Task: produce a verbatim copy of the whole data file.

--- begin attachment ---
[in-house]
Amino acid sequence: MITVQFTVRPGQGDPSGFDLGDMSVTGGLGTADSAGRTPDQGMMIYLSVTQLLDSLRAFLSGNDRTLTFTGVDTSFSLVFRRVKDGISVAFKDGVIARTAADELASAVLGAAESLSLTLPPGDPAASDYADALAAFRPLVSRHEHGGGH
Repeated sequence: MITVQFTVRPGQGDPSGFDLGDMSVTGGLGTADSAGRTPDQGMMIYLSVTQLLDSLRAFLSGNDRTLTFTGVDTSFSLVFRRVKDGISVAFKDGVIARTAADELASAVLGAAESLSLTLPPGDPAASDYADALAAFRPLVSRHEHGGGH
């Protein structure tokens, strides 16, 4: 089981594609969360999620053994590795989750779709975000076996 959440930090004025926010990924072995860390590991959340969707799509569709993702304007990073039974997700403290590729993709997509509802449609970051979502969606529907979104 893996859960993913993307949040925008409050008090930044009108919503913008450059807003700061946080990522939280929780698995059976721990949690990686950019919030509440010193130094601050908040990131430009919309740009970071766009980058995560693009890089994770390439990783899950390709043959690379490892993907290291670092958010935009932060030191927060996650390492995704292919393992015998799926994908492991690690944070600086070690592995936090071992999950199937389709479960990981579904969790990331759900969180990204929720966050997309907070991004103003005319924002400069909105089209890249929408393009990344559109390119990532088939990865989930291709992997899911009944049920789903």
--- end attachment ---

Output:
[in-house]
Amino acid sequence: MITVQFTVRPGQGDPSGFDLGDMSVTGGLGTADSAGRTPDQGMMIYLSVTQLLDSLRAFLSGNDRTLTFTGVDTSFSLVFRRVKDGISVAFKDGVIARTAADELASAVLGAAESLSLTLPPGDPAASDYADALAAFRPLVSRHEHGGGH
Repeated sequence: MITVQFTVRPGQGDPSGFDLGDMSVTGGLGTADSAGRTPDQGMMIYLSVTQLLDSLRAFLSGNDRTLTFTGVDTSFSLVFRRVKDGISVAFKDGVIARTAADELASAVLGAAESLSLTLPPGDPAASDYADALAAFRPLVSRHEHGGGH
């Protein structure tokens, strides 16, 4: 089981594609969360999620053994590795989750779709975000076996 959440930090004025926010990924072995860390590991959340969707799509569709993702304007990073039974997700403290590729993709997509509802449609970051979502969606529907979104 893996859960993913993307949040925008409050008090930044009108919503913008450059807003700061946080990522939280929780698995059976721990949690990686950019919030509440010193130094601050908040990131430009919309740009970071766009980058995560693009890089994770390439990783899950390709043959690379490892993907290291670092958010935009932060030191927060996650390492995704292919393992015998799926994908492991690690944070600086070690592995936090071992999950199937389709479960990981579904969790990331759900969180990204929720966050997309907070991004103003005319924002400069909105089209890249929408393009990344559109390119990532088939990865989930291709992997899911009944049920789903």